Bianka Kovacs,Eunice Lim, Zac Emerzian
Co-designed overall game design, art visuals.
Programmed player controller and physics forces.
Implemented death animations.
Origami is a 2D local multiplayer platformer, set in the Japanese paper world of origami art.
On each level, the players cooperate with each other to dispose of the paper rubbish. To achieve their goal, they must coordinate their actions and use strategies to overcome obstacles that come across their paths.
This is a project where we were given two verbs as prompts: Fold & Carry.
2D puzzle platformer
Excited by how beautiful a paper world would look, I really loved working on this project with my team! The verb constraints and two-day deadline for a prototype were an interesting challenge!
After seeing a stop motion animation of an elephant origami, we were inspired to create stop motion animations! After intense amounts of staring at GIFs and existing origami photographs, we decided on a mixed media style match our photographed assets. Between Zac Emerian's amazing level design skills and Bianka's camera skills, the game turned out extremely beautifully! The team even upgraded from a make shift home setup to a full-blown studio so we could improve on the animation quality.
I enjoyed learning about how to key frame animations, studio lighting set-ups, stop motion animation and how all of these flow through the game development pipeline into scripts.
PLAYER-CENTRIC DESIGN PROCESS
We considered the player’s existing biases and designed around them.
When playtesters saw the rabbit holding the umbrella, they expected the rabbit to be able to ride the updraft. In response, we added this as a feature to better match affordances even though it invalidated co-op play in certain levels since the rabbit could actually fly solo.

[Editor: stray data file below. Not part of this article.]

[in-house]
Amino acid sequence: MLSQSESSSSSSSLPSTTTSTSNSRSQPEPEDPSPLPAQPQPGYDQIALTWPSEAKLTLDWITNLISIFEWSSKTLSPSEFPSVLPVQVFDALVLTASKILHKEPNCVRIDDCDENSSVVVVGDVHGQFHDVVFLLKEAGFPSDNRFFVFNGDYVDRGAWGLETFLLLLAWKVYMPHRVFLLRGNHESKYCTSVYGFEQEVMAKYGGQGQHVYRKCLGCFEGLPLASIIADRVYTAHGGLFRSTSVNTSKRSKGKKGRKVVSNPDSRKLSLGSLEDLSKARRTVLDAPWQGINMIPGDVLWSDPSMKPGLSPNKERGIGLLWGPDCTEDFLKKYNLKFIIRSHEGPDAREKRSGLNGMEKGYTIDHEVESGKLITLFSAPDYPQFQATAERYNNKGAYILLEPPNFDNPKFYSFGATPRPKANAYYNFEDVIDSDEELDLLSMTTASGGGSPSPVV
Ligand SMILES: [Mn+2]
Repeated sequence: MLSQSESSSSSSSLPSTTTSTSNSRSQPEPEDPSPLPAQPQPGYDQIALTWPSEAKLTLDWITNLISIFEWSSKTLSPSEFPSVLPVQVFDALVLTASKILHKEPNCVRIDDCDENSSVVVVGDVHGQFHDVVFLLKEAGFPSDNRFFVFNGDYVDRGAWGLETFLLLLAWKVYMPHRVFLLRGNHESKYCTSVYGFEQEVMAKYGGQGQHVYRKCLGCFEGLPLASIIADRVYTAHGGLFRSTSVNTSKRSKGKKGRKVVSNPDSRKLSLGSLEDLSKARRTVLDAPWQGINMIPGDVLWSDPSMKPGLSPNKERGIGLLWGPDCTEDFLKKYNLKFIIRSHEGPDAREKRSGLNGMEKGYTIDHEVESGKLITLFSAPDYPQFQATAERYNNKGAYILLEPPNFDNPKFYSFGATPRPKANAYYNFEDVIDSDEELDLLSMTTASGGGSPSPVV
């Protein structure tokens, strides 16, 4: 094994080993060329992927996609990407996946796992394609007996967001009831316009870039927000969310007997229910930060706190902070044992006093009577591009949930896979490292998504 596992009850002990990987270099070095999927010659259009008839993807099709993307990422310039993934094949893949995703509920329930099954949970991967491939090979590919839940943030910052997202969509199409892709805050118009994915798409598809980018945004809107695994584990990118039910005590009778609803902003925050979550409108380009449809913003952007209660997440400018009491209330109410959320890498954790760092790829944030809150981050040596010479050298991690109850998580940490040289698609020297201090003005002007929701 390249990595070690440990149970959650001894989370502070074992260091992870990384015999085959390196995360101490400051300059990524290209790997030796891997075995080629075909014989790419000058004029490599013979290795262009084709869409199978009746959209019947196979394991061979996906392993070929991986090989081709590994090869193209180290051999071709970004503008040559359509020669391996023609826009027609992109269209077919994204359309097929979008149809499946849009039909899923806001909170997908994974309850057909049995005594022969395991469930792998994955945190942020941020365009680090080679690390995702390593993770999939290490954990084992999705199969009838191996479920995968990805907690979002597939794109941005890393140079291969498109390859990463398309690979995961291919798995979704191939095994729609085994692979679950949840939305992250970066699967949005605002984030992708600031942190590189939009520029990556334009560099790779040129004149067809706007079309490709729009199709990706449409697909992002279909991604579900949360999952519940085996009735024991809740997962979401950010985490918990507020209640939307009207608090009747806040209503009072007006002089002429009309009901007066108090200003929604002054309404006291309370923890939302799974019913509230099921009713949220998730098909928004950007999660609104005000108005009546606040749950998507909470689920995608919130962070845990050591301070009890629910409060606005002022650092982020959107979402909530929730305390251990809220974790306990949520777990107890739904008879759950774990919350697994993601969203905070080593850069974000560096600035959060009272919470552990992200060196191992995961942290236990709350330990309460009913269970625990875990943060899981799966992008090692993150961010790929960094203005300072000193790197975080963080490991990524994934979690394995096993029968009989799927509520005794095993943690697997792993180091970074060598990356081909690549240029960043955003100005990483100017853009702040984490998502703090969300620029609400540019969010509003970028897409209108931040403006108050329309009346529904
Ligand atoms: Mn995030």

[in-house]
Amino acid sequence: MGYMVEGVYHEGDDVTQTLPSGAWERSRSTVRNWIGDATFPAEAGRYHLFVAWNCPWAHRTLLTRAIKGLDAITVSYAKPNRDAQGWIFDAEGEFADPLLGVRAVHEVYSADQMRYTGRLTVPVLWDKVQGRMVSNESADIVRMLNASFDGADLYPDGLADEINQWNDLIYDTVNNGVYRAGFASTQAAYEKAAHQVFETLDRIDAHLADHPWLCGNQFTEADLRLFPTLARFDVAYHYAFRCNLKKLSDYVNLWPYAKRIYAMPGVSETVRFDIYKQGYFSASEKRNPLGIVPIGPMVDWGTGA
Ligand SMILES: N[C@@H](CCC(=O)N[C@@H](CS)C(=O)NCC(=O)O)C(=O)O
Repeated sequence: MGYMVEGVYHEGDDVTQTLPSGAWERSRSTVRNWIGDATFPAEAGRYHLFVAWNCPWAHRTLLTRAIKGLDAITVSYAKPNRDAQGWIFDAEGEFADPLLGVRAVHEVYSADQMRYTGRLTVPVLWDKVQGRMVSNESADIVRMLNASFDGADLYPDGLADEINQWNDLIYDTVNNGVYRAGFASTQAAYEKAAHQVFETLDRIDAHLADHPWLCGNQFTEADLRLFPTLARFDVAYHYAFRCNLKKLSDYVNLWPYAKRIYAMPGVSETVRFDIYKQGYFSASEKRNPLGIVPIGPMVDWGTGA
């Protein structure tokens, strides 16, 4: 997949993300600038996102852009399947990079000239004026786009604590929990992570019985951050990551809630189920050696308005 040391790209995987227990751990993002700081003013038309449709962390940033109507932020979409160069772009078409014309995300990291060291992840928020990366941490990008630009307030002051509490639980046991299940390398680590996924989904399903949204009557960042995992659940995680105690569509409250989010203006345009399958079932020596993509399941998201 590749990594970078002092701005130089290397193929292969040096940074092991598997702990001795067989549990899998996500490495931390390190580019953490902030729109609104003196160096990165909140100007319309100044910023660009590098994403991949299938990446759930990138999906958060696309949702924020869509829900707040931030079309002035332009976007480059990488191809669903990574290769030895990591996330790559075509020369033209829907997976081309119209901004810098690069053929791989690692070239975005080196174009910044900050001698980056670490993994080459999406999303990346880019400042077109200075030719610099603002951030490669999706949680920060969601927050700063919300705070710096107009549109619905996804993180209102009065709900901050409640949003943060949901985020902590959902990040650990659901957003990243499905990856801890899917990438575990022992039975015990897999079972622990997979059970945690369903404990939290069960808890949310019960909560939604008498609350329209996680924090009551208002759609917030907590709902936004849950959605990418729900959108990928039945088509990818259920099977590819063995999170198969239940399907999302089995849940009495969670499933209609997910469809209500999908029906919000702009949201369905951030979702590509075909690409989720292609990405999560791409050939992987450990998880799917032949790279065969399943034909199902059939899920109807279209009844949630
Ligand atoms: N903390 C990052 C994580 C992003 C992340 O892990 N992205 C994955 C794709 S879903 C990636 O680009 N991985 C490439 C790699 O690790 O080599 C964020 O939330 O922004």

The reason the turtle and the umbrella are immune to water also stays consistent with the affordances and expectations we imagined players would have. Even the turtle was made slower in comparison to the rabbit to make it feel more realistic and heavier. We repeated the question “What would the player think?” when designing the abilities of each character and environment piece.
We were also acutely aware of visual clarity. We considered where and what a player would focus on when looking at a level. We used different values, line densities and colors in order to lead the player’s eyes. More important things such as the ball and characters had stronger saturation to make them pop out more. To communicate to the player that the ball has to go into the round goal, matched colors and added rotation animation to the goal to make it more important.
We considered the player’s learning and progression in level design. We slowly introduced mechanics as the player progresses through levels. Earlier levels do not actually require morphing. We emphasize heavily on co-op from the get go to drive in the idea that players have to work together.